Justice Wit: You are paying for something you don’t use!
News
April 29, 2011
Justice Wit: You are paying for something you don’t use!

The debate about replacing the Queen’s Privy Council with the Caribbean Court of Justice (CCJ) as the final appellate court of St. Vincent and the Grenadines continues.{{more}}

To date, Barbados, Guyana and Belize are the only three CARICOM member countries to have signed on, with the Grenadian government talking about the possibility of that country doing the same.

However, the CCJ came into existence shortly after the Privy Council’s ruling in the Jamaican case involving Earl Pratt and Ivan Morgan who had been sentenced to death.

The Privy Council, however, ruled that any person sitting on death row for more than five years had already endured harsh treatment, and as a consequence that person’s death sentence would have to be reduced.

Therefore, the subsequent emergence of a Caribbean based appellate court had some persons saying that the CCJ was going to be a hangman’s court and a judicial establishment where politicians around the region could do what they wanted.

But there has been a call by many scholars around the region for the CCJ to replace the Privy Council as the region’s final appellate court.

This was the premise of a panel discussion last Tuesday, April 19, at the Methodist Church Hall entitled ‘The CCJ: An Evolution of Caribbean Justice’. The lecture was the second in a series of lectures put on by the Regional Integration and Diaspora Unit (RIDU).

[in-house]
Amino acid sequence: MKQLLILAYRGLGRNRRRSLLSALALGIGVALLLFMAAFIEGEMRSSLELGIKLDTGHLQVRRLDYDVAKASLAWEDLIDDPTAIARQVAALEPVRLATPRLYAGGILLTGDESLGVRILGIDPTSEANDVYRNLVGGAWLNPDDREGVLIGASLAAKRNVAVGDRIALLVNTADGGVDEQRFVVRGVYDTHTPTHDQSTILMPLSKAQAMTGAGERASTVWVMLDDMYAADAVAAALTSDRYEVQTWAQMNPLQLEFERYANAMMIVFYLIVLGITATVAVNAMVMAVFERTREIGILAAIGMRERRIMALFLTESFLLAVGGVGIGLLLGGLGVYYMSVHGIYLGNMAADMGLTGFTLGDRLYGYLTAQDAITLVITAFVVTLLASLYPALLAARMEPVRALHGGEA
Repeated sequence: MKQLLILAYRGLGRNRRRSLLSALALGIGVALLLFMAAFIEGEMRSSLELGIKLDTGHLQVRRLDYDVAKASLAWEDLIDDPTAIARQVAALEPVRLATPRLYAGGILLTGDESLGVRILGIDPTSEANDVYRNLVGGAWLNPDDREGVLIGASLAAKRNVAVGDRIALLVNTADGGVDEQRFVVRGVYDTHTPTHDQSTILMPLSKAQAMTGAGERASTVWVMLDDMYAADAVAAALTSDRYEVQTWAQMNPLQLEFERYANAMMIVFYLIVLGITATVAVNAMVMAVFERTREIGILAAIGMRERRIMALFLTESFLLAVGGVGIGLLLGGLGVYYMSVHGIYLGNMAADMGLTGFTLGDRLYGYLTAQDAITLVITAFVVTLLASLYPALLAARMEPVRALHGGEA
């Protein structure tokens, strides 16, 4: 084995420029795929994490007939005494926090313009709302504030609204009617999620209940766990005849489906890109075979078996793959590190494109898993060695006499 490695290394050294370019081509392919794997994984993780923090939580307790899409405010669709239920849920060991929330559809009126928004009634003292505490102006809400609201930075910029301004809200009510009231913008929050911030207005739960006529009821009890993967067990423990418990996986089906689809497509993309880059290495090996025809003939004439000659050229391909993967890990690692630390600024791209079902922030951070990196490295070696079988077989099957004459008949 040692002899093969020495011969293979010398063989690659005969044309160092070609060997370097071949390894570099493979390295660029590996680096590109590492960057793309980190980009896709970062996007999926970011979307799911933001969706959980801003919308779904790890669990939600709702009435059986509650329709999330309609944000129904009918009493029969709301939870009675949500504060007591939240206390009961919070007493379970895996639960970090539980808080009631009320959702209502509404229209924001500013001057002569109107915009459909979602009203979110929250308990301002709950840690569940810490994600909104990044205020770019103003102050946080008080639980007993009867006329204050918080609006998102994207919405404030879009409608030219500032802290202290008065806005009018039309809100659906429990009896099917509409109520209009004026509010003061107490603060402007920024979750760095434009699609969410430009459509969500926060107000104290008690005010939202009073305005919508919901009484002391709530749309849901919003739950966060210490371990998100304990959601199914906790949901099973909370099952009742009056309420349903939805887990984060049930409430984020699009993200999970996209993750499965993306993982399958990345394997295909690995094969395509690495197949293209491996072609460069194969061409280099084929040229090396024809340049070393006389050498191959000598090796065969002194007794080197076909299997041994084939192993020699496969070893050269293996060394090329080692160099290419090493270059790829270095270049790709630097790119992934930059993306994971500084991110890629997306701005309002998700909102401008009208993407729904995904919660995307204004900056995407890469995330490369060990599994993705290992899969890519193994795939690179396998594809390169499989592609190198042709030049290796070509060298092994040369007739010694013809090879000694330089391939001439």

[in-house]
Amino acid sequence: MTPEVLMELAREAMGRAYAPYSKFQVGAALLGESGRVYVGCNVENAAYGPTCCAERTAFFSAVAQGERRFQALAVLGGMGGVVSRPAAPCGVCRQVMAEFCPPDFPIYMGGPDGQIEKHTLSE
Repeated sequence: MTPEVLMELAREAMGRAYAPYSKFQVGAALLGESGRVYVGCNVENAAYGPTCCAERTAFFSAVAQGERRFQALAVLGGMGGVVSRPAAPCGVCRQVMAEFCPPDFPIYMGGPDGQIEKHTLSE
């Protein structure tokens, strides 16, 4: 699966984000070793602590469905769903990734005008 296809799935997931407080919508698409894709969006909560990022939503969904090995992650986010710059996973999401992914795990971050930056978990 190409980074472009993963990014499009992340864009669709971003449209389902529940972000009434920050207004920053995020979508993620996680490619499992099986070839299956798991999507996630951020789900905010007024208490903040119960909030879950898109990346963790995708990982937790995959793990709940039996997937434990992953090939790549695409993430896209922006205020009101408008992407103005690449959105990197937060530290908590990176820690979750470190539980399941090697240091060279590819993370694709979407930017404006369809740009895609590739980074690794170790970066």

Panelists included attorney Richard Williams who presented on the implications of the CCJ for Vincentian Jurisprudence; economist Kenny Baker who gave a layman’s perspective and Justice Jacob Wit, one of the six Judges who currently sit on the CCJ. Justice Wit provided the audience with a look at the background and purpose of the CCJ.

Williams, in his presentation, took the position that the Privy Council was not accessible to many persons living in the region and that it was too expensive.

“At this stage it (Privy Council) is for the rich,” Williams explained.

The average cost to take a matter there would cost between 40,000 and 50,000 pounds sterling.

“Rather than using Privy Council, using the CCJ will be easier for all,” he said, adding that all that would be required for the region’s court is for clients to be able to afford to have their lawyers go to Trinidad to argue the case.

And with the advent of teleconferencing and other forms of technology, William said that in most cases, lawyers may not have to go anywhere.

Similarly, filing paperwork was easy due to the establishment of individual court registries throughout member states, Williams contended.

Another disadvantage according to the young lawyer was that the judges who sit on the Privy Council cannot appreciate our way of life and the cultural aspect of our way of life in St Vincent.

Williams responded to the argument that the CCJ was established to repeal the death penalty, saying on the contrary, persons would welcome any initiative in an attempt to stem the seeming crime wave affecting the coutries in the region.

He further explained that the Privy Council was not operating in our interest as there were several cases which it stated it was not going to deal with, including the maintenance of wives and children.

Williams was of the opinion that such issues were, however, important and warranted final precedent judgments.

“This is not a court we should have as a final court. We need a court that understands what it means to be Vincentian and a Caribbean person,” Williams said.

Baker was brief in his layman’s presentation, saying that with the apparent “friction” which existed among the different territories of CARICOM, would the CCJ be able to survive?